Home Depot crushes Wall Street expectations, raises full-year outlook

  • Home Depot reaps the benefits of a warmer start to the summer, following a rocky spring season.
  • It also says the number of customer transactions jumped during the second quarter, and shoppers were spending more at its stores.

Home Depot on Tuesday reported second-quarter earnings and sales that far surpassed expectations, reaping the benefits of a warmer start to the summer.

The home improvement retailer, which had a rocky spring season, also raised its outlook for revenue and same-store sales for the full year, saying the number of customer transactions jumped during the quarter, and shoppers were spending more at its stores.

Home Depot shares climbed less than 1 percent in early trading on the news.

Here's what the company reported compared with what Wall Street was expecting, based on a survey of analysts by Thomson Reuters:

  • Earnings per share: $3.05 vs. $2.84 expected
  • Revenue: $30.46 billion vs. $30.03 billion expected
  • Same-store sales: up 8 percent globally vs. an increase of 6.6 percent expected

Spring was chilly in much of the U.S., prompting many homeowners to push back their gardening and remodeling projects into summer. Despite the headwinds, consumers are still investing in their properties to see prices appreciate.

"If you are a homeowner and your home is continuing to go up in value, you feel much more comfortable investing back in that home," Oppenheimer analyst Brian Nagel told CNBC.

Sales on a per-square-foot basis climbed 8.6 percent during the quarter, according to the retailer. It also said the average shopper's ticket jumped 5 percent to $66.20 and customer transactions were up 3.1 percent overall.

Home Depot sales have accelerated more broadly thanks to a strong housing market in the U.S. and economic tailwinds. Consumer spending on home improvement items hasn't fluctuated as much as on apparel, for example. In previous quarters, Home Depot was helped by homeowners in recovery mode making repairs after severe storms including Hurricanes Harvey, Irma and Maria in 2017.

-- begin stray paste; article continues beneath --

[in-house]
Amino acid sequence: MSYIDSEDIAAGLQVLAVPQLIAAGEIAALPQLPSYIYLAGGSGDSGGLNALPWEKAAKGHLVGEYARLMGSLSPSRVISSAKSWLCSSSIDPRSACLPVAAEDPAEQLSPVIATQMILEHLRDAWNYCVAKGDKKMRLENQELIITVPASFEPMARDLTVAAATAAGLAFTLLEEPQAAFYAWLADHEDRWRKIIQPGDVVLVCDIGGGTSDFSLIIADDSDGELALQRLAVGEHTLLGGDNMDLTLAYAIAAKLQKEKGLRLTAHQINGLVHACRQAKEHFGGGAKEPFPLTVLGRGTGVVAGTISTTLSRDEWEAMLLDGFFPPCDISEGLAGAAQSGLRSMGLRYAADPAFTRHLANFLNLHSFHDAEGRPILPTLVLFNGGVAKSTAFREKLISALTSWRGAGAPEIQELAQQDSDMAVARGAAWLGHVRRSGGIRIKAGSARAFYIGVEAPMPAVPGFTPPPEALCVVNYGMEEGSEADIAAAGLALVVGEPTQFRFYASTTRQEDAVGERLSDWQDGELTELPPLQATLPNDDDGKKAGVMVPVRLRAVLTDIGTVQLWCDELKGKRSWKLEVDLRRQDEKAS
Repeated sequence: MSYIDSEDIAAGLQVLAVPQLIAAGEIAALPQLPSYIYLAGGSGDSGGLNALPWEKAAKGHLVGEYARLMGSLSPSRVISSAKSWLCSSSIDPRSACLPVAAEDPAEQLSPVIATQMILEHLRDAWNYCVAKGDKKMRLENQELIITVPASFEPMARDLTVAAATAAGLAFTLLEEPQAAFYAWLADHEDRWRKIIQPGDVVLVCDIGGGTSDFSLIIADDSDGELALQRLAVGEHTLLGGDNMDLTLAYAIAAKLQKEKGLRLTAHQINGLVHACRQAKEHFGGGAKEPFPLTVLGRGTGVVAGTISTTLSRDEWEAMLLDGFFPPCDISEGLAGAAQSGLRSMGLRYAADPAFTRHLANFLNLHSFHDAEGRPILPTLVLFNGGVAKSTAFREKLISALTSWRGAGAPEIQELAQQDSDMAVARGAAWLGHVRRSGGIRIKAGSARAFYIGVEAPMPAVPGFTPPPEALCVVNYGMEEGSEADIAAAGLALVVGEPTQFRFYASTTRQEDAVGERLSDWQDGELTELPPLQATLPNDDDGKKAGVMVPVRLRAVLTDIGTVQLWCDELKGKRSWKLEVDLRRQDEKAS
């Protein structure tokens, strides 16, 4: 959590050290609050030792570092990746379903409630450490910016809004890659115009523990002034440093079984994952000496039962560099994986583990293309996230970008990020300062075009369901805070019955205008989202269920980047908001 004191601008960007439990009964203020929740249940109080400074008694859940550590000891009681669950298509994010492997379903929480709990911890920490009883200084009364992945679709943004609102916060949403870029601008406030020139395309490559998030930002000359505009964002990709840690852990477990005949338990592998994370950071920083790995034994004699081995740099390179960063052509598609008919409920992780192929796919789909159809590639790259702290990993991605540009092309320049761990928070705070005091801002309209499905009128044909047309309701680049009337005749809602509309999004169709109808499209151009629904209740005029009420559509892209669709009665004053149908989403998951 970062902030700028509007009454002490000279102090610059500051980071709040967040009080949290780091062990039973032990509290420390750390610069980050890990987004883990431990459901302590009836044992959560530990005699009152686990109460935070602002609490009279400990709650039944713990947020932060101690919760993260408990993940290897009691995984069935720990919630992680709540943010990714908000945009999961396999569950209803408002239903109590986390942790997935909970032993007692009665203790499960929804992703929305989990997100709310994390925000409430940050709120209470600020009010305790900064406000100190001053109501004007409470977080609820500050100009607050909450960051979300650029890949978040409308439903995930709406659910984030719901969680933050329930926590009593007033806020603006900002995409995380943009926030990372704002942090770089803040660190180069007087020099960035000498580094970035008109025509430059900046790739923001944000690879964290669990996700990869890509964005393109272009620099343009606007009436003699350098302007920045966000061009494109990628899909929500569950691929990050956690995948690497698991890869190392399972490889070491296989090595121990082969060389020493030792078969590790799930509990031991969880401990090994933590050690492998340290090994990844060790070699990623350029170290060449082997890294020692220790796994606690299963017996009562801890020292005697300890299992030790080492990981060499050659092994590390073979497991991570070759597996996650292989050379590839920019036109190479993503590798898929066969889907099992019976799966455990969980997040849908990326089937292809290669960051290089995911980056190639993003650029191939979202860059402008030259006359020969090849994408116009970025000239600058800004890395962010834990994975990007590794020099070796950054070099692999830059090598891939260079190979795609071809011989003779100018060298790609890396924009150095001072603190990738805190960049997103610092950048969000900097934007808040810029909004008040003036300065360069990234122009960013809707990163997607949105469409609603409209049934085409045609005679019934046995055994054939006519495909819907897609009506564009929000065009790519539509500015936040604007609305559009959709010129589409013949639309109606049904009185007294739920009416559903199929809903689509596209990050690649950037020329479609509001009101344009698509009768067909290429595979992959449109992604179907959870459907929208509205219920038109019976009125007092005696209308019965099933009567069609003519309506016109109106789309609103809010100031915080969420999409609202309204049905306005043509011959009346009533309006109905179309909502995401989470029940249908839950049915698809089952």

The Atlanta-based retailer is focused on growing its professional homebuilder business and believes that by bolstering its delivery platform it will be able to take a larger share of this market. The company said earlier this year it plans to spend $1.2 billion during the next five years to bulk up its supply chain, with the goal of getting online orders to shoppers more quickly.

Net income for the second quarter of fiscal 2018 climbed to $3.5 billion, or $3.05 per share, compared with $2.7 billion, or $2.25 per share, a year earlier. The results topped Street expectations for earnings of $2.84 a share.

Revenue climbed 8.4 percent to $30.46 billion from a year ago, surpassing expectations for $30.03 billion. That included online sales growth of roughly 26 percent.

Same-store sales were up 8 percent globally, topping expectations for a 6.6 percent increase. In the U.S., same-store sales climbed 8.1 percent, again beating the expected 6.4 percent growth.

"As expected, the majority of seasonal sales we missed in the first quarter were recovered in the second quarter," CEO Craig Menear said Tuesday morning during a call with analysts and investors. "Customers continue to respond to ongoing investments and enhancements we are making in support of the customer experience."

The company said some of its top-selling categories included lumber, indoor garden, outdoor garden and electrical. It said "big-ticket purchases" — or those over $1,000 — now represent 20 percent of sales in the U.S. and were up 10.6 percent during the quarter from a year earlier.

Speaking to recent proposals by President Donald Trump's administration on tariffs for items like lumber and appliances, Home Depot called the situation "manageable." It said it's starting to receive increased cost requests from certain suppliers, but those should subside as some manufacturers open domestic facilities.

Looking to the full year, Home Depot now expects revenue to climb roughly 7 percent, compared with a prior forecast of 6.5 percent growth. Same-store sales should be up about 5.3 percent in fiscal 2018, Home Depot said, up from a previous target of 5 percent growth.

In keeping with a $15 billion share buyback plan announced in December, Home Depot said Tuesday it will buy back $6 billion worth of stock this year.

Home Depot shares have climbed roughly 25 percent from a year ago, bringing the retailer's market cap to $223.9 billion. By comparison, rival Lowe's market cap is $79.2 billion, and its stock has risen about 26 percent since this time last year.